The dataset used for training an ESOM can be clustered manually by looking at the ESOM visualizations. The U-Matrix is a visualization of the local distance structure in the data space. It's values are large in areas where no or few data points reside, creating mountain ranges for cluster boundaries. Small values are observed in areas where the data space distances of neurons are small, thus clusters are depicted as valleys. Similarly the P-Matrix can be used for density based clustering, by selecting areas with large values as clusters. The manual clustering of an ESOM is comparable to manually selecting cluster from a dendrogram representation for hierarchical clustering algorithms.
The Classes tab and the corresponding second mouse tool in the toolbar can be used to cluster the bestmatches and thus the datasets manually. Datasets can be selected on the map analogous to the data selection mode explained above. Pressing the right mouse button creates a new entry in the class table. the corresponding bestmatches will be displayed in a new color. The checkbox in the table can be used to highlight a class, the color and name of the class can be edited in the table. The popup menu can be used to remove classes or start over. The Hide/Show button can be used to toggle the coloring of the bestmatches. Names for the classes can be entered directly in the table and the first letter of the class name can be displayed on the map by selection the checkbox Draw letters. The map space of each class can be calculated. The map space corresponds to a 1-nearest neighbor classification of all neurons according to the current classification of the bestmatches. This indicates how much rooma class is occupying on a map.
The clustering result can be saved in a *.cls file. The file will have the same number of rows as the *.lrn file using the unique identifiers for each dataset. Datasets with no class are assigned to the default class with index 0.
Clustering the bestmatches of an ESOM usually does only lead to a clustering of the original training data. The projection of new data points on the map will however surely hit map neurons without a bestmatch and thus without a label. Labeling all (or most) neurons instead of only the bestmatches solves this problem. One essentially creates a sub-symbolic classificator similar to a k-nearest neighbor (KNN) classifier with $k=1$ that can be applied to new data automatically. The main difference to KNN is, that the user can use the visualization of the ESOM to create the labeling whereas KNN does not offer this convenience. Further KNN classification always classifies a point, no matter how near (or rather far) the neighbors are. In contrast, ESOM classification offers a don't know class by leaving neurons unlabeled, e.g. for sparsely populated regions separating clusters. When using distance based visualizations, map regions indicating large distances in the data space should not be labeled. These regions correspond to the empty space between two more populated regions. If a new data point lies in this region his bestmatch will be an interpolating neuron without a label. Similarly, sparse regions can be spared when using density-based visualizations.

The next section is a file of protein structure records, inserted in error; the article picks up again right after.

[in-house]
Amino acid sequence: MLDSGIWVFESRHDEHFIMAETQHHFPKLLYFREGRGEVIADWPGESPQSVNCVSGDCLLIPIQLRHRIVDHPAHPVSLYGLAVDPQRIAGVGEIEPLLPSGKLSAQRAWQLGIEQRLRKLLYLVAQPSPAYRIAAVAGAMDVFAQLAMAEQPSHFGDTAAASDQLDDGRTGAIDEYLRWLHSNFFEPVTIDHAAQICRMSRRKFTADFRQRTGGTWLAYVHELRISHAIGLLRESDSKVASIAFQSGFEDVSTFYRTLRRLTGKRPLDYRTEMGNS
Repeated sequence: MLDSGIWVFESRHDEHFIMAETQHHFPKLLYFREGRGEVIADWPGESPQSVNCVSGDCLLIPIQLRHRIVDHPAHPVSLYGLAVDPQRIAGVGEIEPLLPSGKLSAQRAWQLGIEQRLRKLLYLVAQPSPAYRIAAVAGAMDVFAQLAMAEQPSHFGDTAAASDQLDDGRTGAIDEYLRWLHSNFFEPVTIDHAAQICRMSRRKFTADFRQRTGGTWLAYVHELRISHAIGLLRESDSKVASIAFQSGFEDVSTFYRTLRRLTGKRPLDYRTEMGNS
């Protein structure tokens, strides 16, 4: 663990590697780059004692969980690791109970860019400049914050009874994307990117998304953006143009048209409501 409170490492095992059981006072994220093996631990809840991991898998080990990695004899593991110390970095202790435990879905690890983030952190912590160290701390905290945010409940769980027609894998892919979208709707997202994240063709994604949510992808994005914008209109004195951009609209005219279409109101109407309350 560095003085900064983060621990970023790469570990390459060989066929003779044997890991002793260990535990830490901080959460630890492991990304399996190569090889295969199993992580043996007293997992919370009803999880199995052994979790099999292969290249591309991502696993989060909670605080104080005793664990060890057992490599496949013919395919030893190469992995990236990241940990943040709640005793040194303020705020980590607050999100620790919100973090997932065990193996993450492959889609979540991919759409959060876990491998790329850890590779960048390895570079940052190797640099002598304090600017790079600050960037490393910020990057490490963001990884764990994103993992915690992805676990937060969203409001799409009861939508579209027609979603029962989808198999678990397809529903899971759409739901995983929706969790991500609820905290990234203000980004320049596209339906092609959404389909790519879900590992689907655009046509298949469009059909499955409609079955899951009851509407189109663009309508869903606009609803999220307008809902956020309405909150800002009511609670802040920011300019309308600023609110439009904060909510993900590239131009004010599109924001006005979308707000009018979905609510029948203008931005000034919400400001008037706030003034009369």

The Class mask tab and the corresponding third mouse tool in the toolbar can be used to cluster the neurons. The handling is analogous to the bestmatch/data clustering, only the clusters are displayed as semi-transparent colored areas on top of the background.
The clustering result can be saved in a *.cls file. The file will have the same number of rows as the *.wts file using unique identifiers for each neuron. Neurons with no class are assigned to the default class with index 0.
The projection of data onto an ESOM means finding the bestmatches for each data point. This task can be performed by loading an ESOM (*.wts) or using newly trained ESOM, loading a new data file (*.lrn) and selecting the menu item Tools->Project. The bestmatches will be calculated, displayed on the map and can be saved using the menu item File->Save (*.bm).
The class mask created by clustering the neurons of an ESOM can be used for classification. Each bestmatch and thus the accompanying dataset(s) is assigned to the class of the region it resides in. Bestmatches not covered by a class mask are placed in the default class 0. Classification can be performed by loading bestmatches (*.bm) or using the bestmatches of a newly trained ESOM and loading or creating a class mask (*.cls) with the menu item File->Class mask->Load. Selecting the menu item Tools->Classify will label all bestmatches and display the result as colors on the map and in the Classes tab. The classification can be saved using the menu item File->Save (*.cls).